The main difficulty in analysing the details of the particle spectrum comes from an inadequate knowledge of local conditions in the acceleration region inside the jet and in the space surrounding the jet, including the magnetic field strength and configuration, the form and the amplitude of field perturbations, the distance of the `effective' escape boundary or, finally, at low particle energies, the velocity profile of the turbulent shear layer expected to occur at the interface between the jet and the surrounding medium. Of course, observations provide some information about magnetic field magnitude and the mean field structure, but, besides its fragmentary, projection and resolution dependent character, the measurements relate to regions where radiative losses of cosmic ray electrons take place, not necessarily strictly coinciding with the ion acceleration sites. The information to be borrowed from hydrodynamical jet simulations usually refers to the flows with limited values of the magnetic field (cf. Marti et al. 1995, 1997; Gómez et al. 1995). So, the available basic information required for the cosmic ray spectrum derivation is very limited. Fortunately, the rapid acceleration at the velocity discontinuity results in very flat spectra in all situations where particles near the discontinuity have a chance to cross this surface at least few times before the escape. When considering the energy budget of accelerated particles, the flat spectrum means that cosmic ray energy is contained in particles with highest energies. In the conditions of effective acceleration, the upper scale for the UHE particle energy density is provided by the magnetic field energy density near the jet boundary. Possessing the higher energy density, UHE cosmic rays would smear out the discontinuity into a wide shear layer with a much reduced acceleration efficiency.

Finally, let us comment on the particle spectrum in the presence of radiative loses decreasing the cut-off energy in the spectrum. If the loss process can be sufficiently effective to shift the cut-off energy substantially below the `geometric' cut-off present in our simulations, there will occur weaker mixing of the two acceleration processes in forming the total spectrum. No mixing means that there are two acceleration time scales present, the one for the shock acceleration and the other one for the tangential discontinuity acceleration. The spectra formed in these two processes - at the shock and at the jet boundary far from the shock - can be independent, with a different shape and an energy cut-off. For electrons the radiative cut-off can occur at such low energies that the acceleration process at the jet boundary involves only other processes (e.g. the second-order Fermi acceleration, highly oblique shocks, magnetic field reconnection) in the turbulent boundary layer, with the viscous shear acceleration playing only a secondary role (cf. Ostrowski 1997). Without a detailed consideration it is difficult to draw any conclusions about the resulting synchrotron spectra. We would like to note, however, that some observations of the synchrotron optical jets may require such mechanisms to operate (Ostrowski, in preparation). Till now the most detailed information available about the synchrotron jet structure is for the nearby M87 jet (e.g. Sparks et al. 1996, and references therein), but at least five more have been observed. However, the observations are not conclusive in the matter of the particular mechanism responsible for the energetic particle populations present in these sources.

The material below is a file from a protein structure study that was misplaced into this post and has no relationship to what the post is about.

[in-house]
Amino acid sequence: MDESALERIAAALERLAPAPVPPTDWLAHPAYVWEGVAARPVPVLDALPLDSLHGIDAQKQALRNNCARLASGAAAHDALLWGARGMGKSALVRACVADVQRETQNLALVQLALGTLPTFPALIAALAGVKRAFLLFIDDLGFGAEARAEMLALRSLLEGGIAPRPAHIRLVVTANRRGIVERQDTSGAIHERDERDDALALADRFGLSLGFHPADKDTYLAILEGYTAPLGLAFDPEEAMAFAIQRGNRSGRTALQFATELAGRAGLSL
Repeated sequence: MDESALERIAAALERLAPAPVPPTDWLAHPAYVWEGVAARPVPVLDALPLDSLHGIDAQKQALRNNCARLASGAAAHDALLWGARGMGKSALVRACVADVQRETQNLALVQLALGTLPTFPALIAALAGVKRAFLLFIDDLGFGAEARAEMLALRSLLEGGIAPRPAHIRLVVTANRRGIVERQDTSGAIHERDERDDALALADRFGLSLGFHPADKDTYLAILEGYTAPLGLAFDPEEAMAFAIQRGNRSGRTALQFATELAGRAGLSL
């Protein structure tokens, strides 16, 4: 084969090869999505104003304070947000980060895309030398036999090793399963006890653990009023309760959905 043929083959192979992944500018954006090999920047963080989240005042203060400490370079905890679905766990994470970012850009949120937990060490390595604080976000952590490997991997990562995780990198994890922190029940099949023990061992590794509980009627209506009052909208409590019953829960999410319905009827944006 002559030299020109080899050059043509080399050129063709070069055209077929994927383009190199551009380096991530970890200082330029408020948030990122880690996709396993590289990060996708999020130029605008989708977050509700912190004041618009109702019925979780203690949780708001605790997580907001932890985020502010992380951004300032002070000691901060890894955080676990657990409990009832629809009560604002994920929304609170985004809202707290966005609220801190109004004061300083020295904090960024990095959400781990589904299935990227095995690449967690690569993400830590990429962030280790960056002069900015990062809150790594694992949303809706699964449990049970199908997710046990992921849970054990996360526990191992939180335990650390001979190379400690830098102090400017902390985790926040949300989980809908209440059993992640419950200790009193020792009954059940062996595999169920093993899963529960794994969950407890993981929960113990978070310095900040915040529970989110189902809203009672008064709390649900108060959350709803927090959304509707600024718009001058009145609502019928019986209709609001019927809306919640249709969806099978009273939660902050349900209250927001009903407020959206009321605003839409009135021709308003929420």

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© European Southern Observatory (ESO) 1998

Online publication: June 12, 1998